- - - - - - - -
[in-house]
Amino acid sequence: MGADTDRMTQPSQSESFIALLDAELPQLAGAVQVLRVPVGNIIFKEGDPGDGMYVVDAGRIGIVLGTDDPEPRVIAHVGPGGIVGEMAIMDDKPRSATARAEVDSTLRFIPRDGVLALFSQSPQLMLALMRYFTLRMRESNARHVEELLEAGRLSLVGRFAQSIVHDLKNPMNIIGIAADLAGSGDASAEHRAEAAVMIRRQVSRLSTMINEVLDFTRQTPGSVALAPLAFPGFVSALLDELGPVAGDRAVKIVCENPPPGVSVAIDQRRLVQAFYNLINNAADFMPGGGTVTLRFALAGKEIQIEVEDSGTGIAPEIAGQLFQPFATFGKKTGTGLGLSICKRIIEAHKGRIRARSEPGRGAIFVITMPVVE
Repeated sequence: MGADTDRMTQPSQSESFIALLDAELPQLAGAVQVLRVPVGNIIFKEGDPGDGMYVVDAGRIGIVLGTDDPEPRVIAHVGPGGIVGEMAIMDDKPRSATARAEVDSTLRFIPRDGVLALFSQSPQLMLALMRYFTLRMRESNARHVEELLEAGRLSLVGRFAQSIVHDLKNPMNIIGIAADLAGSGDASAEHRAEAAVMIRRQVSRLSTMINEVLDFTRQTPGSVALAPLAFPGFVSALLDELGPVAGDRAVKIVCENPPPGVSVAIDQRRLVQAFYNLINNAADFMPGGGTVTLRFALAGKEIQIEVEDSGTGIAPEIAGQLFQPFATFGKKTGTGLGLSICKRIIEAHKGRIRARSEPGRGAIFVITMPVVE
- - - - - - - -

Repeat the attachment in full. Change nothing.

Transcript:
[in-house]
Amino acid sequence: MGADTDRMTQPSQSESFIALLDAELPQLAGAVQVLRVPVGNIIFKEGDPGDGMYVVDAGRIGIVLGTDDPEPRVIAHVGPGGIVGEMAIMDDKPRSATARAEVDSTLRFIPRDGVLALFSQSPQLMLALMRYFTLRMRESNARHVEELLEAGRLSLVGRFAQSIVHDLKNPMNIIGIAADLAGSGDASAEHRAEAAVMIRRQVSRLSTMINEVLDFTRQTPGSVALAPLAFPGFVSALLDELGPVAGDRAVKIVCENPPPGVSVAIDQRRLVQAFYNLINNAADFMPGGGTVTLRFALAGKEIQIEVEDSGTGIAPEIAGQLFQPFATFGKKTGTGLGLSICKRIIEAHKGRIRARSEPGRGAIFVITMPVVE
Repeated sequence: MGADTDRMTQPSQSESFIALLDAELPQLAGAVQVLRVPVGNIIFKEGDPGDGMYVVDAGRIGIVLGTDDPEPRVIAHVGPGGIVGEMAIMDDKPRSATARAEVDSTLRFIPRDGVLALFSQSPQLMLALMRYFTLRMRESNARHVEELLEAGRLSLVGRFAQSIVHDLKNPMNIIGIAADLAGSGDASAEHRAEAAVMIRRQVSRLSTMINEVLDFTRQTPGSVALAPLAFPGFVSALLDELGPVAGDRAVKIVCENPPPGVSVAIDQRRLVQAFYNLINNAADFMPGGGTVTLRFALAGKEIQIEVEDSGTGIAPEIAGQLFQPFATFGKKTGTGLGLSICKRIIEAHKGRIRARSEPGRGAIFVITMPVVE